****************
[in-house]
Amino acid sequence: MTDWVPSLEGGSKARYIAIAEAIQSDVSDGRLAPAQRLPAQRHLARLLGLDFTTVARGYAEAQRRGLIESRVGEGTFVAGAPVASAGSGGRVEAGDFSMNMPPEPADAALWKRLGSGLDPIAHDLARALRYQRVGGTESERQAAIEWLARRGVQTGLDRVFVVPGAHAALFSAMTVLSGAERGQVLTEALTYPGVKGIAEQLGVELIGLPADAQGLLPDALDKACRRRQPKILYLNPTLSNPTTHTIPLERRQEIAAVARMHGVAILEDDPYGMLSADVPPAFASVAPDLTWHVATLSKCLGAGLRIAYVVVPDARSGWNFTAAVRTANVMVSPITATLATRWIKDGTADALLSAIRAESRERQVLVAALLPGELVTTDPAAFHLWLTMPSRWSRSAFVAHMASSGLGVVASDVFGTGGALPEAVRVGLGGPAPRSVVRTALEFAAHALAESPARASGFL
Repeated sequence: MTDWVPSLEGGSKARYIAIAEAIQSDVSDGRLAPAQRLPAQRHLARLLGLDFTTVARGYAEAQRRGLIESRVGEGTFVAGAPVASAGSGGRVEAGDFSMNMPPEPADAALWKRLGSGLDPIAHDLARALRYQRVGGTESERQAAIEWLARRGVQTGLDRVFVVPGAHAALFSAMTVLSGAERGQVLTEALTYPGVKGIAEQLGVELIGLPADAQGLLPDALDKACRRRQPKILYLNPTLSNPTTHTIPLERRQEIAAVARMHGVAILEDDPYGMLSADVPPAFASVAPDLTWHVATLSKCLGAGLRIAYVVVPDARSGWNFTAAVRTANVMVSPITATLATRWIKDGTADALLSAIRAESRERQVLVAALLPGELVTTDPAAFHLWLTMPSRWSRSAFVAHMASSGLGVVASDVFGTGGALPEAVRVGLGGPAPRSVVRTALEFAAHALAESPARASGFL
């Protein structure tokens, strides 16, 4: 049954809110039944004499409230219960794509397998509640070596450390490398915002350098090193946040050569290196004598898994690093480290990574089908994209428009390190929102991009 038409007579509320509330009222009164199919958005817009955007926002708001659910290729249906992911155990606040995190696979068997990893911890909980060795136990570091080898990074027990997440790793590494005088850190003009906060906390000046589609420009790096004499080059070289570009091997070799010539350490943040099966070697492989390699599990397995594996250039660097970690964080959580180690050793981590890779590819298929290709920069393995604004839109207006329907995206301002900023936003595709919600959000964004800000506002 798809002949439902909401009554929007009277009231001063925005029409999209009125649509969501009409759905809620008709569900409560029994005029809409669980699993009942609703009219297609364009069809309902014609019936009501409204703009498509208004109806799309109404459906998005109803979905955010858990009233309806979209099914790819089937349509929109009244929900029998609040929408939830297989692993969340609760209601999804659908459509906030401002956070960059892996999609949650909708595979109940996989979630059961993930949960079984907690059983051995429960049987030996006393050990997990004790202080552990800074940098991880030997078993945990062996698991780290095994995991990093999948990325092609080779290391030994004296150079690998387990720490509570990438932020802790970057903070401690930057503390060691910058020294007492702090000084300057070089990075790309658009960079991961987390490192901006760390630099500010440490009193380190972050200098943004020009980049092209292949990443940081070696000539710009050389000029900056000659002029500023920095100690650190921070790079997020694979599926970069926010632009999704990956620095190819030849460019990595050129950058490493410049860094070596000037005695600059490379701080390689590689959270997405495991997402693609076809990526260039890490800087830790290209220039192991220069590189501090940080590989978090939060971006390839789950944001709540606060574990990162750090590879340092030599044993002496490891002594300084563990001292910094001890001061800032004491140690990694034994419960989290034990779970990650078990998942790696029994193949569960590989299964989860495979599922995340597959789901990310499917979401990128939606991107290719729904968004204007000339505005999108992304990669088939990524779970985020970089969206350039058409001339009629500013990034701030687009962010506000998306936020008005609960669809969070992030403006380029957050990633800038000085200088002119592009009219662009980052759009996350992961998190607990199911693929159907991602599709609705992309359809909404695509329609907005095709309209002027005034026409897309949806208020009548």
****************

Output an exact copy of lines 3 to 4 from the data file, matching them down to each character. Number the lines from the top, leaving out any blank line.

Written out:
Repeated sequence: MTDWVPSLEGGSKARYIAIAEAIQSDVSDGRLAPAQRLPAQRHLARLLGLDFTTVARGYAEAQRRGLIESRVGEGTFVAGAPVASAGSGGRVEAGDFSMNMPPEPADAALWKRLGSGLDPIAHDLARALRYQRVGGTESERQAAIEWLARRGVQTGLDRVFVVPGAHAALFSAMTVLSGAERGQVLTEALTYPGVKGIAEQLGVELIGLPADAQGLLPDALDKACRRRQPKILYLNPTLSNPTTHTIPLERRQEIAAVARMHGVAILEDDPYGMLSADVPPAFASVAPDLTWHVATLSKCLGAGLRIAYVVVPDARSGWNFTAAVRTANVMVSPITATLATRWIKDGTADALLSAIRAESRERQVLVAALLPGELVTTDPAAFHLWLTMPSRWSRSAFVAHMASSGLGVVASDVFGTGGALPEAVRVGLGGPAPRSVVRTALEFAAHALAESPARASGFL
């Protein structure tokens, strides 16, 4: 049954809110039944004499409230219960794509397998509640070596450390490398915002350098090193946040050569290196004598898994690093480290990574089908994209428009390190929102991009 038409007579509320509330009222009164199919958005817009955007926002708001659910290729249906992911155990606040995190696979068997990893911890909980060795136990570091080898990074027990997440790793590494005088850190003009906060906390000046589609420009790096004499080059070289570009091997070799010539350490943040099966070697492989390699599990397995594996250039660097970690964080959580180690050793981590890779590819298929290709920069393995604004839109207006329907995206301002900023936003595709919600959000964004800000506002 798809002949439902909401009554929007009277009231001063925005029409999209009125649509969501009409759905809620008709569900409560029994005029809409669980699993009942609703009219297609364009069809309902014609019936009501409204703009498509208004109806799309109404459906998005109803979905955010858990009233309806979209099914790819089937349509929109009244929900029998609040929408939830297989692993969340609760209601999804659908459509906030401002956070960059892996999609949650909708595979109940996989979630059961993930949960079984907690059983051995429960049987030996006393050990997990004790202080552990800074940098991880030997078993945990062996698991780290095994995991990093999948990325092609080779290391030994004296150079690998387990720490509570990438932020802790970057903070401690930057503390060691910058020294007492702090000084300057070089990075790309658009960079991961987390490192901006760390630099500010440490009193380190972050200098943004020009980049092209292949990443940081070696000539710009050389000029900056000659002029500023920095100690650190921070790079997020694979599926970069926010632009999704990956620095190819030849460019990595050129950058490493410049860094070596000037005695600059490379701080390689590689959270997405495991997402693609076809990526260039890490800087830790290209220039192991220069590189501090940080590989978090939060971006390839789950944001709540606060574990990162750090590879340092030599044993002496490891002594300084563990001292910094001890001061800032004491140690990694034994419960989290034990779970990650078990998942790696029994193949569960590989299964989860495979599922995340597959789901990310499917979401990128939606991107290719729904968004204007000339505005999108992304990669088939990524779970985020970089969206350039058409001339009629500013990034701030687009962010506000998306936020008005609960669809969070992030403006380029957050990633800038000085200088002119592009009219662009980052759009996350992961998190607990199911693929159907991602599709609705992309359809909404695509329609907005095709309209002027005034026409897309949806208020009548």